First of all, I like your analysis.
By "a mess" I meant the fact that what was supposed to be inside the fuel rods came to the outside. That's plenty of a mess for me ;-)
I am not going to check your numbers but it sounds awfully little. Actually, I did check your number for Cs and I get 0.311 g assuming a half-life of 30 years and 6*10^23 for Avogadro's constant. Pretty impressive clean-up.
My vague understanding of this clean-up is that they have enormous amounts of cooling water that has been in direct contact with ruined fuel rods so the pollution is fairly well-defined. The waste-water is filtered and ion-exchanged (or whatever they do) leaving quite clean water with tritium in it. The tritium comes from (correct me if I am wrong) neutron capture in the reactor water over its life-time. It is already in the form of HTO. In principle, I guess, they could distil and electrolyse repeatedly to separate the tritium out. Or they could dump it into the Pacific Ocean. As I understand they chose the latter.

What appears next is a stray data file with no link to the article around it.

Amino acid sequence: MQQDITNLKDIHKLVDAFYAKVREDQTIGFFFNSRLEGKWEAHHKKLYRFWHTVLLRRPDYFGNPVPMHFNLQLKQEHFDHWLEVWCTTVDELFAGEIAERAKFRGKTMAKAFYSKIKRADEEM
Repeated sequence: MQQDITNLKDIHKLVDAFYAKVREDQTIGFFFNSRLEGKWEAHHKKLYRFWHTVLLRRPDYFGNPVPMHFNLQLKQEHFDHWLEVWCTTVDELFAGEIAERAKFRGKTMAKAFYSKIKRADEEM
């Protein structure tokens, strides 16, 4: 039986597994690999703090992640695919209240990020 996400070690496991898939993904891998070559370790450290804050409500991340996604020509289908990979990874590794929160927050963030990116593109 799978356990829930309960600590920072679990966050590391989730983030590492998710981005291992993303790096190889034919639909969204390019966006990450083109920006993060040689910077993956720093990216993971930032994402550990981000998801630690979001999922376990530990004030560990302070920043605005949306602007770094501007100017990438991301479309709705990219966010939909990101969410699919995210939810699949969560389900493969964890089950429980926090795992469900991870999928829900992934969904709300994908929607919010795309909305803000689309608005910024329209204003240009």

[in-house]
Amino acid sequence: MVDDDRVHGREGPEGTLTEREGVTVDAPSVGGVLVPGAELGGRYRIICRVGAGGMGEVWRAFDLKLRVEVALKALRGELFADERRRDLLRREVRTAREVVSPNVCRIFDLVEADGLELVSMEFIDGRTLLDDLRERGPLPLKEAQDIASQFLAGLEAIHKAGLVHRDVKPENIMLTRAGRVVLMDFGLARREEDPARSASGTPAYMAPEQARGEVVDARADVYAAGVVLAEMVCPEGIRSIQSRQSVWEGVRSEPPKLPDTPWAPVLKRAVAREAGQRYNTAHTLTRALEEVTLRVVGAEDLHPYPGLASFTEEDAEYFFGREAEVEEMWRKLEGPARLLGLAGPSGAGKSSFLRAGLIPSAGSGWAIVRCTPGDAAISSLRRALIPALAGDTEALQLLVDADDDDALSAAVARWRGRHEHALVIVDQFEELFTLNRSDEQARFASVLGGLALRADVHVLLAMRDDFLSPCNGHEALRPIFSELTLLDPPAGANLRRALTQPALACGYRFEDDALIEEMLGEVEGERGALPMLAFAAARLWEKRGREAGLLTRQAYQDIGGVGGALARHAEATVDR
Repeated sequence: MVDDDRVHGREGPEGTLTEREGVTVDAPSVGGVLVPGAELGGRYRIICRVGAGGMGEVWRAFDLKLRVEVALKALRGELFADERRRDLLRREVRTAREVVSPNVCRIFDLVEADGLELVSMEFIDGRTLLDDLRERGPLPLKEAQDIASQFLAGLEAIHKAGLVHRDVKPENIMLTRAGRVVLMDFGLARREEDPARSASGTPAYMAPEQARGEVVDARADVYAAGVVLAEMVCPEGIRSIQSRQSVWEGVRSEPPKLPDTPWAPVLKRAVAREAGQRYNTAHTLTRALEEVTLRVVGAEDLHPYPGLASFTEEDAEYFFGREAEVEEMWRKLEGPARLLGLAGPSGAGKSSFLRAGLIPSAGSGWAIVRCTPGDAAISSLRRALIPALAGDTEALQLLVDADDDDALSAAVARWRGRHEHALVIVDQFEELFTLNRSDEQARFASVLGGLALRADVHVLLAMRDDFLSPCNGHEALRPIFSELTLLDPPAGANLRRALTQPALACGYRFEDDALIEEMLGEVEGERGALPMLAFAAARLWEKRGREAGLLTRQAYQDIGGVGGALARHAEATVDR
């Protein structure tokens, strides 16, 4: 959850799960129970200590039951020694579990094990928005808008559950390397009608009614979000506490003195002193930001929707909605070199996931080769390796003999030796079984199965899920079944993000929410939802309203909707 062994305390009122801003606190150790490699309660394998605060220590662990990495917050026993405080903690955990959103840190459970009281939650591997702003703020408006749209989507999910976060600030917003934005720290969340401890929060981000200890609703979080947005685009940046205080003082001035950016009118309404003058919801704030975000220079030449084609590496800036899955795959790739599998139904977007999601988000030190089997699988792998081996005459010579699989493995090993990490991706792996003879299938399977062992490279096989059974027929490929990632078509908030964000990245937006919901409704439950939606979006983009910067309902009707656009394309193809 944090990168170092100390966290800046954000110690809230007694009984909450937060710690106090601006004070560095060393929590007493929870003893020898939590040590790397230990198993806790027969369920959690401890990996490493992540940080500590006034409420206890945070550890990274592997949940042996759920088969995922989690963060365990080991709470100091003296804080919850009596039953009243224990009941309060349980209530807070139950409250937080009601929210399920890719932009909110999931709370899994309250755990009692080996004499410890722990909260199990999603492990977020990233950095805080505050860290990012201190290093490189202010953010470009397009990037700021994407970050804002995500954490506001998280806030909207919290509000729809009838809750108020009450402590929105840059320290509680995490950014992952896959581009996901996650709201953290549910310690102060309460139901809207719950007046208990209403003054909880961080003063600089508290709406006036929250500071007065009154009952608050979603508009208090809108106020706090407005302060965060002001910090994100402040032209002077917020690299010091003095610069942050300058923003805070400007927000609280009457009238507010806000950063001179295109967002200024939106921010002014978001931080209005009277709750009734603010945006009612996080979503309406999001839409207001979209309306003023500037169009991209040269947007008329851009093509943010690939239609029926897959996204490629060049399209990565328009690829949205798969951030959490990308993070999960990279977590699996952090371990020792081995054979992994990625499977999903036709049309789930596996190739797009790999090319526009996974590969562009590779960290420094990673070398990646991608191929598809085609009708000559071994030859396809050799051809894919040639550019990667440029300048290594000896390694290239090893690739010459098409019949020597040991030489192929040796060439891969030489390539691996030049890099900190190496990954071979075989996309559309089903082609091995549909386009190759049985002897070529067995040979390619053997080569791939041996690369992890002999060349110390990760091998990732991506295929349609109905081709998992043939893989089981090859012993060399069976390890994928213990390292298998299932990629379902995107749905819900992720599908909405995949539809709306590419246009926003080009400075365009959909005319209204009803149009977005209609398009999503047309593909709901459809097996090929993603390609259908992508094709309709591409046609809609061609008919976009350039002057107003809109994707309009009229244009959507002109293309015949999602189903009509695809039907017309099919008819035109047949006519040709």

With tritium activation energy and auto-ignition temperature is less relevant not just because has been in the form of water for years but also because its beta-activity makes it insert itself readily into other molecules: A simple way to introduce tritium into a hydrogen containing molecule is to store the compound under tritium gas for a few days.
(Oh, I wrote Sr-99 above where I meant -90 and Cs-133 where I should have written -137. One typo and one genuine mistake :-( I have been too interested in atomic clocks lately.